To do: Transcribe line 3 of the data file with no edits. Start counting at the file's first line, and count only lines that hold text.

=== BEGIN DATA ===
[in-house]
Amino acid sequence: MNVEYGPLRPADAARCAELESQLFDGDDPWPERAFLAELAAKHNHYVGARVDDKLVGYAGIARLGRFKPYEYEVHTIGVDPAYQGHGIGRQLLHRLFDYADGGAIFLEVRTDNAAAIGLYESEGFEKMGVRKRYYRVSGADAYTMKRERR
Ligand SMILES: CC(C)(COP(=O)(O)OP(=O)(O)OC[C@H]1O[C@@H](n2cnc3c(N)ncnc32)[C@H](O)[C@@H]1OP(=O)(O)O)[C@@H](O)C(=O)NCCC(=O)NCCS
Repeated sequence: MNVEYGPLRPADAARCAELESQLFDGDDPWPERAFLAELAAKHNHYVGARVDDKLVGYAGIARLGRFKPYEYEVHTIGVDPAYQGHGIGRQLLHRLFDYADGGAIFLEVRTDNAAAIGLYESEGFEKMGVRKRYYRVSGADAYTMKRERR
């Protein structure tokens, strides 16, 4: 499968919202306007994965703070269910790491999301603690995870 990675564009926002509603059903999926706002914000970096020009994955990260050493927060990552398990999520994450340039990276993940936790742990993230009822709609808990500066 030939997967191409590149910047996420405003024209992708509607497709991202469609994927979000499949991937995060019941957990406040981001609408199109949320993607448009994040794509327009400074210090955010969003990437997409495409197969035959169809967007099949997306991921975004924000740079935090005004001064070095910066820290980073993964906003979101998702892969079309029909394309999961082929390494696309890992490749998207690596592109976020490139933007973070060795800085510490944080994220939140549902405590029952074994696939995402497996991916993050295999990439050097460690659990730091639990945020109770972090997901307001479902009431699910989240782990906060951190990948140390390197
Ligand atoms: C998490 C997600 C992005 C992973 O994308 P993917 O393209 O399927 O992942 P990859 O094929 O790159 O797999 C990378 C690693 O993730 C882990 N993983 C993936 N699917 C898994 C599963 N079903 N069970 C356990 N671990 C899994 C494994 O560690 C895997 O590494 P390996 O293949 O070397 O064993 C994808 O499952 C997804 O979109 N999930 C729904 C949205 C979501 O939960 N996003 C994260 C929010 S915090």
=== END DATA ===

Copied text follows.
Ligand SMILES: CC(C)(COP(=O)(O)OP(=O)(O)OC[C@H]1O[C@@H](n2cnc3c(N)ncnc32)[C@H](O)[C@@H]1OP(=O)(O)O)[C@@H](O)C(=O)NCCC(=O)NCCS